According to the latest data from the U.S. Bureau of Labor Statistics, in the Youngstown-Warren-Boardman metropolitan statistical area, which includes Mercer County, Pa., 29,100 people were employed in the region’s manufacturing sector in January 2016, 5.5% fewer than a year ago.

Layoffs at major employers such as Vallourec, which manufactures oil country tubular goods at its two plants in Youngstown, and the closing of Warren Steel Holdings in Champion, could have affected these numbers year-over-year.

Employment in the sector bottomed out in July 2009 in the wake of the throes of the Great Recession, when just 24,500 here held jobs in manufacturing.

While that picture has brightened, it’s still well off from employment levels of 10 years ago. In January 2006, the Bureau of Labor Statistics reports that local manufacturers employed 40,800 people. That means the region has 11,700 fewer people working in manufacturing today.

The reductions could be the result of several factors, including plant closings, but also a declining population and mass retirements and buyouts at major employers such as General Motors Co. in Lordstown and Delphi. And, it indicates that the manufacturing positions available aren’t being filled as quickly as in the past.

In January 2016, manufacturing jobs accounted for 14.7% of the total labor force in the area, constituting 15.8% of the total employed population, according to the BLS.

“The market here has evolved,” says Sharon Murphy-Dittrich, owner and president of Muscle Products in Jackson Center, Pa., in Mercer County. The company manufactures lubricants for industrial applications its customers use all over the world. “We’ve always been in the industrial sector.”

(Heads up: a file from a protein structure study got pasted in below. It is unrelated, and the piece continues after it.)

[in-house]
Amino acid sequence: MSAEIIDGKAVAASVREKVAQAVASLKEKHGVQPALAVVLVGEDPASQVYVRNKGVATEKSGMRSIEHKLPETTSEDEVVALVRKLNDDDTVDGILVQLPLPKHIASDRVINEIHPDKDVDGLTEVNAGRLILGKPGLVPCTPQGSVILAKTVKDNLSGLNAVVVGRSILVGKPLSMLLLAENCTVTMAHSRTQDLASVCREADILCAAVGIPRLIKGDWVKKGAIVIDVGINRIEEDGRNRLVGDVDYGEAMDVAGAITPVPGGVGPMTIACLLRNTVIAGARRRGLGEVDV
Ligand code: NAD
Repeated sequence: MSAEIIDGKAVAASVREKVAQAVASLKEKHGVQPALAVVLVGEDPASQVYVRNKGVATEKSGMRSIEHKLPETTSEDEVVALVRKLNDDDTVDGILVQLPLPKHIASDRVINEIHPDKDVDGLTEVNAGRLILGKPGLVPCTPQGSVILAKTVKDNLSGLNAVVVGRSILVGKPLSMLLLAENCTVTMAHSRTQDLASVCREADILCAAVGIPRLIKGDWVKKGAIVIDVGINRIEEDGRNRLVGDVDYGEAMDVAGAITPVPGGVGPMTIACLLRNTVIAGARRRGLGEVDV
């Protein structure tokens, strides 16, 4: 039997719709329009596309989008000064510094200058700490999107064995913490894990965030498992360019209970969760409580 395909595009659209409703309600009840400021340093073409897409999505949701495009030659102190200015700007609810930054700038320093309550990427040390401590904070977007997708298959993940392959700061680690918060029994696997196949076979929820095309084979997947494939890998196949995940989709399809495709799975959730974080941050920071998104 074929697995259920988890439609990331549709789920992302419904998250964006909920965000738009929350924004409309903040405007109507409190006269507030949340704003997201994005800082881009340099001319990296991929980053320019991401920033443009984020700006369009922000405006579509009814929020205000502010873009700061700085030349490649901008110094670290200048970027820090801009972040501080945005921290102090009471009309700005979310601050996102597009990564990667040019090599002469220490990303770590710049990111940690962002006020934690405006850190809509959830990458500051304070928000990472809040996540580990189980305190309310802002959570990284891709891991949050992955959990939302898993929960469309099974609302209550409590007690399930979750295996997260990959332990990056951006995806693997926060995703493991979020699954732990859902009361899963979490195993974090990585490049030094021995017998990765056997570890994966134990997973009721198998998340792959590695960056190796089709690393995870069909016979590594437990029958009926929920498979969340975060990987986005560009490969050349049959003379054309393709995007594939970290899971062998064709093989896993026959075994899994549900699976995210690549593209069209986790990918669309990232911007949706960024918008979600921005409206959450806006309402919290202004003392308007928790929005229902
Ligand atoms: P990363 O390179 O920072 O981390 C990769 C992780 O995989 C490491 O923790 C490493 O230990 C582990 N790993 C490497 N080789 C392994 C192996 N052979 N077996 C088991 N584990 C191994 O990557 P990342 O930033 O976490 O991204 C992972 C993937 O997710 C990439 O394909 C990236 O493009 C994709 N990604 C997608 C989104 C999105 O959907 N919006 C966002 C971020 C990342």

The spate of plant closings over the years, however, forced the company to rethink its business strategy as regional customers dried up, Murphy-Dittrich says.

“We were affected by that,” she says.

That led the company to market its products overseas, which it has done successfully. However, Murphy-Dittrich thinks it’s time to accelerate its marketing outreach to domestic customers again. “My goal right now is to raise awareness in the United States,” she says.

As of now, Japan is the largest distributor of Muscle Products’ lubricants. Other large customers are in Mexico, Turkey and Brazil; the company once had a presence in 68 countries.

American Industries in Sharon uses the company’s products, she reports, as does Russian steelmaker NLMK in Farrell, once the core of the former Sharon Steel Corp. “Anybody is a potential customer,” she says.

While many industrial suppliers found additional business in the oil and gas sector during that industry’s dramatic run-up in the Utica shale beginning five years ago, many also saw that business disappear as commodity prices started to tumble toward the end of 2014.

“It hurt us a little bit,” says Vic Coleman, general manager of Ray Lewis Co., Lisbon.

However, the company – in business since 1933 – had successfully diversified its customer base and trained its attention on the transportation market. “We’re seeing a good business in hoses of all kinds: trucking companies, hydraulics, chemicals, water,” he says.

Ray Lewis Co. has expanded its reach especially in the truck and trailer market this year, a strategy that has started to pay off during the first three months of 2016.

“We’ve seen considerable growth during the first quarter,” he says. “We’re gaining new customers and expanding sales with existing customers. I’m seeing the customer base starting to pick up.”

Pictured: Rick Dravecky, president of Falmer Screw Products and Manufacturing, and Anthony Pruszenski, owner of TAP Industrial Sales, display fastener components produced at Falmer.

Copyright 2024 The Business Journal, Youngstown, Ohio.